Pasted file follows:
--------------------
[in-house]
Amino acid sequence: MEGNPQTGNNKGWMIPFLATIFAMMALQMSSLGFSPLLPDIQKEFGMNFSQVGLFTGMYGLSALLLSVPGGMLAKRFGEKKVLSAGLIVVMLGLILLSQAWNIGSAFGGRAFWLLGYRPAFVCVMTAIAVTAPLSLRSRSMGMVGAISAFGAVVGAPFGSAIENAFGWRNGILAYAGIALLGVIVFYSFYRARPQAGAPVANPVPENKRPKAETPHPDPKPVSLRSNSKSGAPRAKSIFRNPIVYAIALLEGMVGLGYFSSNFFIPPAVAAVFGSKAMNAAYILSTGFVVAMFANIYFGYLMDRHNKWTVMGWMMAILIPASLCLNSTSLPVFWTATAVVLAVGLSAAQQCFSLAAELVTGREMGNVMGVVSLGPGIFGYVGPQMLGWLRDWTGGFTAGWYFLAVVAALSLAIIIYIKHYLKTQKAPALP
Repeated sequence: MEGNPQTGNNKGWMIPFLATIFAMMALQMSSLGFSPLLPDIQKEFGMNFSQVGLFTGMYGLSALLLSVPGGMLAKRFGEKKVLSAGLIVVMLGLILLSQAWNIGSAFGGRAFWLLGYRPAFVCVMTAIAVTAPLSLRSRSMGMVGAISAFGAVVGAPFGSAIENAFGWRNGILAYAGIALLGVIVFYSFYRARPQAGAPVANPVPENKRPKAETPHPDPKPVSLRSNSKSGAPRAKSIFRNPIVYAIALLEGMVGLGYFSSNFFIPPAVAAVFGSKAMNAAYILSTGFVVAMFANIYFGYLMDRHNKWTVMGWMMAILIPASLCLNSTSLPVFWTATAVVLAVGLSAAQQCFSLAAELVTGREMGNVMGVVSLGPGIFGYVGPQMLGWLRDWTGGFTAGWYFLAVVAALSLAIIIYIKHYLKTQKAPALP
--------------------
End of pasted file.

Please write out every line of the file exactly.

[in-house]
Amino acid sequence: MEGNPQTGNNKGWMIPFLATIFAMMALQMSSLGFSPLLPDIQKEFGMNFSQVGLFTGMYGLSALLLSVPGGMLAKRFGEKKVLSAGLIVVMLGLILLSQAWNIGSAFGGRAFWLLGYRPAFVCVMTAIAVTAPLSLRSRSMGMVGAISAFGAVVGAPFGSAIENAFGWRNGILAYAGIALLGVIVFYSFYRARPQAGAPVANPVPENKRPKAETPHPDPKPVSLRSNSKSGAPRAKSIFRNPIVYAIALLEGMVGLGYFSSNFFIPPAVAAVFGSKAMNAAYILSTGFVVAMFANIYFGYLMDRHNKWTVMGWMMAILIPASLCLNSTSLPVFWTATAVVLAVGLSAAQQCFSLAAELVTGREMGNVMGVVSLGPGIFGYVGPQMLGWLRDWTGGFTAGWYFLAVVAALSLAIIIYIKHYLKTQKAPALP
Repeated sequence: MEGNPQTGNNKGWMIPFLATIFAMMALQMSSLGFSPLLPDIQKEFGMNFSQVGLFTGMYGLSALLLSVPGGMLAKRFGEKKVLSAGLIVVMLGLILLSQAWNIGSAFGGRAFWLLGYRPAFVCVMTAIAVTAPLSLRSRSMGMVGAISAFGAVVGAPFGSAIENAFGWRNGILAYAGIALLGVIVFYSFYRARPQAGAPVANPVPENKRPKAETPHPDPKPVSLRSNSKSGAPRAKSIFRNPIVYAIALLEGMVGLGYFSSNFFIPPAVAAVFGSKAMNAAYILSTGFVVAMFANIYFGYLMDRHNKWTVMGWMMAILIPASLCLNSTSLPVFWTATAVVLAVGLSAAQQCFSLAAELVTGREMGNVMGVVSLGPGIFGYVGPQMLGWLRDWTGGFTAGWYFLAVVAALSLAIIIYIKHYLKTQKAPALP